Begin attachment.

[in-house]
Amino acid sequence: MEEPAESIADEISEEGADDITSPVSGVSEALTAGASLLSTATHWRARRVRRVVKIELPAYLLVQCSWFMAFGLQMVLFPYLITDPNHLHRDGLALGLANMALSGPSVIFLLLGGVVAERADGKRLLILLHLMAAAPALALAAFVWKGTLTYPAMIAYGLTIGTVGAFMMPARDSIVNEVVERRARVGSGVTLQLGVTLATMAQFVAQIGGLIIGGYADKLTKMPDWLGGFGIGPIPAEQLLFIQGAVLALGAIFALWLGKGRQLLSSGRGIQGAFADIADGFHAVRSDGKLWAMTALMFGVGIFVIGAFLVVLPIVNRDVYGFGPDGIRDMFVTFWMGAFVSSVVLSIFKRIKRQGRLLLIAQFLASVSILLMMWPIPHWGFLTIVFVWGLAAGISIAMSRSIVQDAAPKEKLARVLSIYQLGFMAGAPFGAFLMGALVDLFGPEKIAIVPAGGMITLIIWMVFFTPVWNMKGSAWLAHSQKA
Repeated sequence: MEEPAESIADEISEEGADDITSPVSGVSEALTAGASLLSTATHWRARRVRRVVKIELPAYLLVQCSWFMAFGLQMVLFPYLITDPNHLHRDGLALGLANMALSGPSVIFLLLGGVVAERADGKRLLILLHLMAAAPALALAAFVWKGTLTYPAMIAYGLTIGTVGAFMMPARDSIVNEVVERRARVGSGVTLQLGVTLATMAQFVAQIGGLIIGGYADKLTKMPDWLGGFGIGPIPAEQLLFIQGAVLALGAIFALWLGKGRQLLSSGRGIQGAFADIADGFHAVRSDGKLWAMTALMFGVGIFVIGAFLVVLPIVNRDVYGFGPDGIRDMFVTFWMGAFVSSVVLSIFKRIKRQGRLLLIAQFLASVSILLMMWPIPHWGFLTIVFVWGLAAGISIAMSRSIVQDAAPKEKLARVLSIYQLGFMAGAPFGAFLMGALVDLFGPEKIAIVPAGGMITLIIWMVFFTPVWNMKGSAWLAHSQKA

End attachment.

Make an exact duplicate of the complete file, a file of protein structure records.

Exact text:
[in-house]
Amino acid sequence: MEEPAESIADEISEEGADDITSPVSGVSEALTAGASLLSTATHWRARRVRRVVKIELPAYLLVQCSWFMAFGLQMVLFPYLITDPNHLHRDGLALGLANMALSGPSVIFLLLGGVVAERADGKRLLILLHLMAAAPALALAAFVWKGTLTYPAMIAYGLTIGTVGAFMMPARDSIVNEVVERRARVGSGVTLQLGVTLATMAQFVAQIGGLIIGGYADKLTKMPDWLGGFGIGPIPAEQLLFIQGAVLALGAIFALWLGKGRQLLSSGRGIQGAFADIADGFHAVRSDGKLWAMTALMFGVGIFVIGAFLVVLPIVNRDVYGFGPDGIRDMFVTFWMGAFVSSVVLSIFKRIKRQGRLLLIAQFLASVSILLMMWPIPHWGFLTIVFVWGLAAGISIAMSRSIVQDAAPKEKLARVLSIYQLGFMAGAPFGAFLMGALVDLFGPEKIAIVPAGGMITLIIWMVFFTPVWNMKGSAWLAHSQKA
Repeated sequence: MEEPAESIADEISEEGADDITSPVSGVSEALTAGASLLSTATHWRARRVRRVVKIELPAYLLVQCSWFMAFGLQMVLFPYLITDPNHLHRDGLALGLANMALSGPSVIFLLLGGVVAERADGKRLLILLHLMAAAPALALAAFVWKGTLTYPAMIAYGLTIGTVGAFMMPARDSIVNEVVERRARVGSGVTLQLGVTLATMAQFVAQIGGLIIGGYADKLTKMPDWLGGFGIGPIPAEQLLFIQGAVLALGAIFALWLGKGRQLLSSGRGIQGAFADIADGFHAVRSDGKLWAMTALMFGVGIFVIGAFLVVLPIVNRDVYGFGPDGIRDMFVTFWMGAFVSSVVLSIFKRIKRQGRLLLIAQFLASVSILLMMWPIPHWGFLTIVFVWGLAAGISIAMSRSIVQDAAPKEKLARVLSIYQLGFMAGAPFGAFLMGALVDLFGPEKIAIVPAGGMITLIIWMVFFTPVWNMKGSAWLAHSQKA